A Day in the Wild is Worth a Thousand in a Cage

Nikki Stamps’s Dedication to Raptor Rehabilitation and Environmental Education

By Nathan Ray, photos by Kara Thorpe

A heart captured and captivated by wildlife today may transform the world of tomorrow.

“Do you want to see a baby vulture? He’s our latest education hopeful!” This is a rather surprising proposition, especially if asked while one is being ushered into the dining room of someone’s house. But on the bright summer’s day when this question was proposed to me, I wasn’t just at any residence; I had the pleasure of being a guest in the home of Nikki Stamps, a Department of Game and Inland Fisheries and U.S. Fish and Wildlife Licensed Wildlife Rehabilitator and Master Falconer, in Warrenton. Jovial and animated, Nikki is dedicated not only to providing medical attention to injured birds of prey, but also to educating the people of Fauquier and surrounding counties on the importance of such animals in the ecosystem of northern Virginia through her new non-profit organization, Bird in the Hand. Her enthusiasm for her work radiates out of her like beams of light, and she flutters around her home and yard cooing to her falconry birds and rehabilitation raptors the way one might gush to a pet dog or cat.

Following her through the kitchen, I was seated facing a table, at the center of which gently rested an animal crate. As Nikki opened the door to the carrier, the occupant was revealed: a young, molting vulture, with grey fluff and black feathers mingling along its surprisingly large, stooping frame. “He’s the latest hopeful for my educational program at Bird in the Hand,” Nikki explained. “According to the young man who rescued her, her family had been living in a barn loft for the last several years, and the farmer decided he didn’t want them in the barn anymore. He went into the loft and scared the group of vultures out. But this one couldn’t fly so he hit it, breaking its wing in three places and injuring its right leg in the process.” Although the goal of animal rehabilitation is always to rehabilitate the animal so it can return to life in the wild, medical examinations indicate that this young scavenger will never be able to fly, and therefore cannot live in his natural habitat. So Nikki hopes that one day he will be able to serve as an ambassador with her raptor education program. “What I’m trying to do is get him over his fear of humans,” Nikki elaborated. “He’s really terrified. He’s going to be on the counter in his crate for the next couple of days. The last time I worked with a non-releasable vulture it was very successful, so I’m hoping he will come around.”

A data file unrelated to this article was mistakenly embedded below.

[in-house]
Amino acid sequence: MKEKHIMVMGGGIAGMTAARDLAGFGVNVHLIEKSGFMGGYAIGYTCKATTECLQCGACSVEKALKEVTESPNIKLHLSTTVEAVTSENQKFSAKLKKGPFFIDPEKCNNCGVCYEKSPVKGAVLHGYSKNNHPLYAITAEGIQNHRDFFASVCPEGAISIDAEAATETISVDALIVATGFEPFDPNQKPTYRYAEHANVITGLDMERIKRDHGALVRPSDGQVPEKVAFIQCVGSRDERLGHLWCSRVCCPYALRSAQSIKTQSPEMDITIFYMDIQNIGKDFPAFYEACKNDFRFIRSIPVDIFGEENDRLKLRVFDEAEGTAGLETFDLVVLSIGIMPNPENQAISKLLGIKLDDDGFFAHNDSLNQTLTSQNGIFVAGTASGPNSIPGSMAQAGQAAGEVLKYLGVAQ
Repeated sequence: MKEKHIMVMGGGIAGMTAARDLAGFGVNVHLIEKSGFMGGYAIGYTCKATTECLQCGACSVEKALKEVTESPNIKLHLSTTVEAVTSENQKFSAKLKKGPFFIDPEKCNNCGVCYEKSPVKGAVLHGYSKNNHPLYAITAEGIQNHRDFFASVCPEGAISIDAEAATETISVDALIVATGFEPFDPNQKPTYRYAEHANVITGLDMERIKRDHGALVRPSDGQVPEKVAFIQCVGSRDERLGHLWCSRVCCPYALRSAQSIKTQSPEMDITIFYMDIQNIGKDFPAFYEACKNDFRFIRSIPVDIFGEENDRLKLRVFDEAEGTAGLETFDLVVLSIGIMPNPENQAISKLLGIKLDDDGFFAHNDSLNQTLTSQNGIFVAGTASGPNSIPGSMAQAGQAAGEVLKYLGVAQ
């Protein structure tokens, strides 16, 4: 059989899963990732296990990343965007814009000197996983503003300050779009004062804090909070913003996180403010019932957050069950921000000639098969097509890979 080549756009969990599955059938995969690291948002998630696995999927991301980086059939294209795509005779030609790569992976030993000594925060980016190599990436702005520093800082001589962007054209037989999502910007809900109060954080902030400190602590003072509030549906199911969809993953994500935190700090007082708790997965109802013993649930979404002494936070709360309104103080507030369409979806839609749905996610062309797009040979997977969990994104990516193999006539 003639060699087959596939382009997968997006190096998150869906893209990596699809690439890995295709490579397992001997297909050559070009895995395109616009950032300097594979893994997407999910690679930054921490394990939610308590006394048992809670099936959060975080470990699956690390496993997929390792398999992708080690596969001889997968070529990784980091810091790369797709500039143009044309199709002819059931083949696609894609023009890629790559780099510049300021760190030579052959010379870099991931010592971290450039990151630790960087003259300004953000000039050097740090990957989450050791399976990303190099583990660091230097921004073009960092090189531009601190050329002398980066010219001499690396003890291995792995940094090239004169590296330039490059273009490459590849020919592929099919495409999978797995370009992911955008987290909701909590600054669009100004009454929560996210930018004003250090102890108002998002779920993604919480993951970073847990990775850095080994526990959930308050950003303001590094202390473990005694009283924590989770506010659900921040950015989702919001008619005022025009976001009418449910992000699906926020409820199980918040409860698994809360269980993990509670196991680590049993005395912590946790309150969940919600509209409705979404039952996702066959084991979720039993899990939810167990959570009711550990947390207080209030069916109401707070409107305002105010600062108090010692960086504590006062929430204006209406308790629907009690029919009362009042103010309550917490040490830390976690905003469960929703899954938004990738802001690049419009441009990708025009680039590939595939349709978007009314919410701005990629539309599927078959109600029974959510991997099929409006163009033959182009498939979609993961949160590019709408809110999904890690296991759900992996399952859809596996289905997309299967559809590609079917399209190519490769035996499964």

Despite the impressive collection of natural wonders that decorate the walls of her cozy home, Nikki has not always worked in animal rehabilitation. “You get redefined over and over again through life,” she asserted. This belief is evident in a reflection upon her career path, which has seen Nikki’s energetic migration from one enterprise to the next. From becoming a licensed S.C.U.B.A. instructor to exploring as a boat captain and skydiver to working as an RN and operating room nurse for over 30 years, she has focused not only on filling her time with action, but also on facilitating the journeys of others. “Once you do something exciting and adventuresome, there really is that adrenaline rush,” she smiled. In regards to the breadth of her different occupations, Nikki simply explained that “I would see something that was really awesome and I’d just pursue it.”